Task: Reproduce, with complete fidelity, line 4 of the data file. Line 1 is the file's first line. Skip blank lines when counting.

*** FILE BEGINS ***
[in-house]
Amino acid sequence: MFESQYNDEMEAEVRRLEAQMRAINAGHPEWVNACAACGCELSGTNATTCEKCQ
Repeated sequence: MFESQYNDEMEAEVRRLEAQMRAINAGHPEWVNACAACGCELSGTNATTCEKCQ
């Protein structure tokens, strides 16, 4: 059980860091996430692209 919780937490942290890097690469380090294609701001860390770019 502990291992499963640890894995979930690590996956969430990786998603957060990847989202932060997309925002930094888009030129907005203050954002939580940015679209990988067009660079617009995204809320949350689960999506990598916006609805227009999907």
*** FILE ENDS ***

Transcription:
């Protein structure tokens, strides 16, 4: 059980860091996430692209 919780937490942290890097690469380090294609701001860390770019 502990291992499963640890894995979930690590996956969430990786998603957060990847989202932060997309925002930094888009030129907005203050954002939580940015679209990988067009660079617009995204809320949350689960999506990598916006609805227009999907």